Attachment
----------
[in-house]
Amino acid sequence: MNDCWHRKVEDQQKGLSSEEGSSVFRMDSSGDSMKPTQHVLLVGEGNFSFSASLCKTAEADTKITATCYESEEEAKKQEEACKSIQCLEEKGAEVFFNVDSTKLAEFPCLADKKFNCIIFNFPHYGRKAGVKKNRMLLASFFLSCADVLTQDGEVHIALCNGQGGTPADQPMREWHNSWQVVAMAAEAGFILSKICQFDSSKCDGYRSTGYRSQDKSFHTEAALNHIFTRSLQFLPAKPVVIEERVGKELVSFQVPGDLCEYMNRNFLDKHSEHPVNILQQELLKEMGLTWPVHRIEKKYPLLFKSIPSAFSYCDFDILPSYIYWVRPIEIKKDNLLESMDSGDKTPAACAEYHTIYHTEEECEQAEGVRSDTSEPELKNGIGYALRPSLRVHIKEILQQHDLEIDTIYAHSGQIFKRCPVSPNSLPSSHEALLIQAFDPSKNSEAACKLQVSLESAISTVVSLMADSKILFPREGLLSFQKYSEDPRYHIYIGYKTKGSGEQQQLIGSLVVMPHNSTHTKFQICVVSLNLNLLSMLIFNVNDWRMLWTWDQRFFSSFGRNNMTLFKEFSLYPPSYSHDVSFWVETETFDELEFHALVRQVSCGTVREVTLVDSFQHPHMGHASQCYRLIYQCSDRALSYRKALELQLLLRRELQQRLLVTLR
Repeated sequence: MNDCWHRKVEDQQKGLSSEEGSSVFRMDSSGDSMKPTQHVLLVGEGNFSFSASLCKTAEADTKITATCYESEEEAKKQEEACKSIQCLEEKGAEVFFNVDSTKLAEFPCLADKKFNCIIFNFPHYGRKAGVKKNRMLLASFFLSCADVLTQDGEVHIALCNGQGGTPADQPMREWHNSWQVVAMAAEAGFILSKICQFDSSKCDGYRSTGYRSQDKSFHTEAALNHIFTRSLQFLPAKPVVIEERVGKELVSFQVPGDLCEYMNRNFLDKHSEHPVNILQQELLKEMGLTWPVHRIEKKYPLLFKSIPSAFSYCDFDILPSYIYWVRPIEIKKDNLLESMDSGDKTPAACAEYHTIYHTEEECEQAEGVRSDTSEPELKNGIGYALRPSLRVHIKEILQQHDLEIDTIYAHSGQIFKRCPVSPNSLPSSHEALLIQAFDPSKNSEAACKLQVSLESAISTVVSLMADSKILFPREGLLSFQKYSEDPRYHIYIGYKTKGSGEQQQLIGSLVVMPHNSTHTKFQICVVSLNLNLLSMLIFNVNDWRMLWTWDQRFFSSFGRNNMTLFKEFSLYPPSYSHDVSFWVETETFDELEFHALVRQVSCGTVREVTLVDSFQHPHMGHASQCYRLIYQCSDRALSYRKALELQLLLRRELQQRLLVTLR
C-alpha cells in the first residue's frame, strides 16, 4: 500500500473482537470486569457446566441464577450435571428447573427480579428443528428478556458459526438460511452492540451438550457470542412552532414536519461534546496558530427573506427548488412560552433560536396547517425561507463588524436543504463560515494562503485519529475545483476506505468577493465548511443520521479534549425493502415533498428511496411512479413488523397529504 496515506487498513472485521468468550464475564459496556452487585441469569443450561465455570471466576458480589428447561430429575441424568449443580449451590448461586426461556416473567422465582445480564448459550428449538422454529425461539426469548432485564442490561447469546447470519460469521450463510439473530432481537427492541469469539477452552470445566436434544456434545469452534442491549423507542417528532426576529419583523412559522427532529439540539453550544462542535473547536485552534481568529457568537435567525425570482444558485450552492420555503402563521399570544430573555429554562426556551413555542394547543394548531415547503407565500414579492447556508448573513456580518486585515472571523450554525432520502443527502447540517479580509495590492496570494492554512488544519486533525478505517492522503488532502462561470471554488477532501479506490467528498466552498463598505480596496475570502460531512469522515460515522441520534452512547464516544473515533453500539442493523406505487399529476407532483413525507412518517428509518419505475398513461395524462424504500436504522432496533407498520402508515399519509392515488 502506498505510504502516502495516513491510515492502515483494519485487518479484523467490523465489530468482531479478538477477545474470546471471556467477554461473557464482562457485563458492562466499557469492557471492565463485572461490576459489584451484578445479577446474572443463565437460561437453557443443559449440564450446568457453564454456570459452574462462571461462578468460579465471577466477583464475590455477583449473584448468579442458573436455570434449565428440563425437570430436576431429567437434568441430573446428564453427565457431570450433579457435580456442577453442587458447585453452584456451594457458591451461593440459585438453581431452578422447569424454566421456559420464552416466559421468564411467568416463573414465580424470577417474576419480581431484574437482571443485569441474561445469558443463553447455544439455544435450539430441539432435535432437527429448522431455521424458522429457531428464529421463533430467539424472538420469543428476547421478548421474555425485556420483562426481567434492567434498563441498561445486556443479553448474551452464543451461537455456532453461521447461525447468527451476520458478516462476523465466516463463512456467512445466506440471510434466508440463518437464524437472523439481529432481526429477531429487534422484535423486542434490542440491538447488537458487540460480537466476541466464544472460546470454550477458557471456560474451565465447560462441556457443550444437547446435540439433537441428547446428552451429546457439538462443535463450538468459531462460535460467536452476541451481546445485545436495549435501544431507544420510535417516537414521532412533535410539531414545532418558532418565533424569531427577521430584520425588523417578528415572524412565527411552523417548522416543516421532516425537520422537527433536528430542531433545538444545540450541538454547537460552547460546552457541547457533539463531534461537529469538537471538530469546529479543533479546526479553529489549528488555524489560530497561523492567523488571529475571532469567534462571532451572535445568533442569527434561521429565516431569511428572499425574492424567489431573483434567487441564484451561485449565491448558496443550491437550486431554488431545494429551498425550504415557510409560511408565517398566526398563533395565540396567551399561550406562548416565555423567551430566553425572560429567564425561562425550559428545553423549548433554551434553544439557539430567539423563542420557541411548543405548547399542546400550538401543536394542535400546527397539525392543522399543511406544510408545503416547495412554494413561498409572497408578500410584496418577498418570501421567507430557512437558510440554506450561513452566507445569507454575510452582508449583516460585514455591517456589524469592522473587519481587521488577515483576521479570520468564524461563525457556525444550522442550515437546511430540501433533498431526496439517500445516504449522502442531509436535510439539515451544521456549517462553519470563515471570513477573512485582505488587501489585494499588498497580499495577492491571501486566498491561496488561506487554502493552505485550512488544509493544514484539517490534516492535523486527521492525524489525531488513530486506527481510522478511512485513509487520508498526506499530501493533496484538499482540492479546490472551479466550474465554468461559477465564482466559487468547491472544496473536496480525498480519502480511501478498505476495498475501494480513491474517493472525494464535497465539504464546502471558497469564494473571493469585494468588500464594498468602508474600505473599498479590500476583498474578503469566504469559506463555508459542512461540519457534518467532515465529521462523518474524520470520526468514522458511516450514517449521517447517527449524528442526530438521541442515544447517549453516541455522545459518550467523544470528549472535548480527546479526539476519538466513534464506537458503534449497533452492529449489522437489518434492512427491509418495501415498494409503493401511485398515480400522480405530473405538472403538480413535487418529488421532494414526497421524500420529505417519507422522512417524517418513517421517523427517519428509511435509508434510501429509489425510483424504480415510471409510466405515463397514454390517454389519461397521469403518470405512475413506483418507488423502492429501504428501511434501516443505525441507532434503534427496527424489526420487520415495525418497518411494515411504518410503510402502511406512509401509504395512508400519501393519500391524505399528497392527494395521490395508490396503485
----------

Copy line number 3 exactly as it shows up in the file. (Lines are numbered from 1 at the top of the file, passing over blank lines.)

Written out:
Repeated sequence: MNDCWHRKVEDQQKGLSSEEGSSVFRMDSSGDSMKPTQHVLLVGEGNFSFSASLCKTAEADTKITATCYESEEEAKKQEEACKSIQCLEEKGAEVFFNVDSTKLAEFPCLADKKFNCIIFNFPHYGRKAGVKKNRMLLASFFLSCADVLTQDGEVHIALCNGQGGTPADQPMREWHNSWQVVAMAAEAGFILSKICQFDSSKCDGYRSTGYRSQDKSFHTEAALNHIFTRSLQFLPAKPVVIEERVGKELVSFQVPGDLCEYMNRNFLDKHSEHPVNILQQELLKEMGLTWPVHRIEKKYPLLFKSIPSAFSYCDFDILPSYIYWVRPIEIKKDNLLESMDSGDKTPAACAEYHTIYHTEEECEQAEGVRSDTSEPELKNGIGYALRPSLRVHIKEILQQHDLEIDTIYAHSGQIFKRCPVSPNSLPSSHEALLIQAFDPSKNSEAACKLQVSLESAISTVVSLMADSKILFPREGLLSFQKYSEDPRYHIYIGYKTKGSGEQQQLIGSLVVMPHNSTHTKFQICVVSLNLNLLSMLIFNVNDWRMLWTWDQRFFSSFGRNNMTLFKEFSLYPPSYSHDVSFWVETETFDELEFHALVRQVSCGTVREVTLVDSFQHPHMGHASQCYRLIYQCSDRALSYRKALELQLLLRRELQQRLLVTLR